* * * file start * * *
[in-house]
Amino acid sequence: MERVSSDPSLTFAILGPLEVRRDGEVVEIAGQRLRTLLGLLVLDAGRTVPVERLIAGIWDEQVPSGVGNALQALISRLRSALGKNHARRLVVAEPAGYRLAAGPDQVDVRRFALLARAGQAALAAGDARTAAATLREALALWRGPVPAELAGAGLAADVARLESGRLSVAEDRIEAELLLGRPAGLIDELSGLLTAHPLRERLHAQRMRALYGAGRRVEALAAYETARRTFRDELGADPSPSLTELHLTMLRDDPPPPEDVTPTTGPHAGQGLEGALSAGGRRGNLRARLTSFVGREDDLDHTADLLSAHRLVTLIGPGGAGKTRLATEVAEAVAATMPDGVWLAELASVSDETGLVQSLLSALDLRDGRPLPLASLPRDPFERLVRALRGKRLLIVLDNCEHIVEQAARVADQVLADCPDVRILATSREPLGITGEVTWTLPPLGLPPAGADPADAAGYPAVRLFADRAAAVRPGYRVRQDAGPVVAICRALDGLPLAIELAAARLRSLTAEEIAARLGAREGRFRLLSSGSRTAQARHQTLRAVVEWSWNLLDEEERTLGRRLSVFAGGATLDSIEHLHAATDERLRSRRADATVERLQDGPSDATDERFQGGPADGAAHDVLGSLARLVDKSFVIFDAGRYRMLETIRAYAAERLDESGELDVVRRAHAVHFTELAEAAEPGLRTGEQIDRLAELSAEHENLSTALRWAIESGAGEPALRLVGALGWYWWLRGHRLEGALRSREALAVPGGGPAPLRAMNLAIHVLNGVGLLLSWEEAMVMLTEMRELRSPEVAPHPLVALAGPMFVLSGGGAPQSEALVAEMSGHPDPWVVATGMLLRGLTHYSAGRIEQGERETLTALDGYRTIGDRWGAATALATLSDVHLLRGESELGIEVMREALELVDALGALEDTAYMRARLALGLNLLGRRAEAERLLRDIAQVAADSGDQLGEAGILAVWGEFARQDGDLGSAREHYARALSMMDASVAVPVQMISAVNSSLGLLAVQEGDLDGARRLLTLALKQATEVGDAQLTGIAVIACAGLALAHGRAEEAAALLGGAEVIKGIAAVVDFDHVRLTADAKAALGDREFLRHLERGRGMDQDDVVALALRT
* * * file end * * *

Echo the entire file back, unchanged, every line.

[in-house]
Amino acid sequence: MERVSSDPSLTFAILGPLEVRRDGEVVEIAGQRLRTLLGLLVLDAGRTVPVERLIAGIWDEQVPSGVGNALQALISRLRSALGKNHARRLVVAEPAGYRLAAGPDQVDVRRFALLARAGQAALAAGDARTAAATLREALALWRGPVPAELAGAGLAADVARLESGRLSVAEDRIEAELLLGRPAGLIDELSGLLTAHPLRERLHAQRMRALYGAGRRVEALAAYETARRTFRDELGADPSPSLTELHLTMLRDDPPPPEDVTPTTGPHAGQGLEGALSAGGRRGNLRARLTSFVGREDDLDHTADLLSAHRLVTLIGPGGAGKTRLATEVAEAVAATMPDGVWLAELASVSDETGLVQSLLSALDLRDGRPLPLASLPRDPFERLVRALRGKRLLIVLDNCEHIVEQAARVADQVLADCPDVRILATSREPLGITGEVTWTLPPLGLPPAGADPADAAGYPAVRLFADRAAAVRPGYRVRQDAGPVVAICRALDGLPLAIELAAARLRSLTAEEIAARLGAREGRFRLLSSGSRTAQARHQTLRAVVEWSWNLLDEEERTLGRRLSVFAGGATLDSIEHLHAATDERLRSRRADATVERLQDGPSDATDERFQGGPADGAAHDVLGSLARLVDKSFVIFDAGRYRMLETIRAYAAERLDESGELDVVRRAHAVHFTELAEAAEPGLRTGEQIDRLAELSAEHENLSTALRWAIESGAGEPALRLVGALGWYWWLRGHRLEGALRSREALAVPGGGPAPLRAMNLAIHVLNGVGLLLSWEEAMVMLTEMRELRSPEVAPHPLVALAGPMFVLSGGGAPQSEALVAEMSGHPDPWVVATGMLLRGLTHYSAGRIEQGERETLTALDGYRTIGDRWGAATALATLSDVHLLRGESELGIEVMREALELVDALGALEDTAYMRARLALGLNLLGRRAEAERLLRDIAQVAADSGDQLGEAGILAVWGEFARQDGDLGSAREHYARALSMMDASVAVPVQMISAVNSSLGLLAVQEGDLDGARRLLTLALKQATEVGDAQLTGIAVIACAGLALAHGRAEEAAALLGGAEVIKGIAAVVDFDHVRLTADAKAALGDREFLRHLERGRGMDQDDVVALALRT